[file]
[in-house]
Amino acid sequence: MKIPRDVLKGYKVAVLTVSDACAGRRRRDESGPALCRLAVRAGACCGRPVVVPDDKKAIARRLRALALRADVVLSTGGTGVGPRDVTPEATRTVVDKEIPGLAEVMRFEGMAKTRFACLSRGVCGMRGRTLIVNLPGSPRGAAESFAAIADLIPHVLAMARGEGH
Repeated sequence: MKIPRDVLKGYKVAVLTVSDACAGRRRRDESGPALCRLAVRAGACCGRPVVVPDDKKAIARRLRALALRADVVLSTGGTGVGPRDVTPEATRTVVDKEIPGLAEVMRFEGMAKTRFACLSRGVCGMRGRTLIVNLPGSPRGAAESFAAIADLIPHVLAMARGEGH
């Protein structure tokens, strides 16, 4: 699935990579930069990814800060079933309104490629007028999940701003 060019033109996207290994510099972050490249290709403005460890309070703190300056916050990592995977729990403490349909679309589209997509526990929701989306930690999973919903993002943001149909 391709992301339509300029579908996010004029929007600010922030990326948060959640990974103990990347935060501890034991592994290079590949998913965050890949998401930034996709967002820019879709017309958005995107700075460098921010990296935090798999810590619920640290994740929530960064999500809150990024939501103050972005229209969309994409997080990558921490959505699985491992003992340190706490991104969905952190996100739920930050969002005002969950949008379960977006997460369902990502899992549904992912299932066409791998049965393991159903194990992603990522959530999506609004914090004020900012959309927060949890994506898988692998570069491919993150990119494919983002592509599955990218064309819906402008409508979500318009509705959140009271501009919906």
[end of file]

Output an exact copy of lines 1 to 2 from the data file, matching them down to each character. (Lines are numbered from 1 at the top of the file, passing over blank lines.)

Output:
[in-house]
Amino acid sequence: MKIPRDVLKGYKVAVLTVSDACAGRRRRDESGPALCRLAVRAGACCGRPVVVPDDKKAIARRLRALALRADVVLSTGGTGVGPRDVTPEATRTVVDKEIPGLAEVMRFEGMAKTRFACLSRGVCGMRGRTLIVNLPGSPRGAAESFAAIADLIPHVLAMARGEGH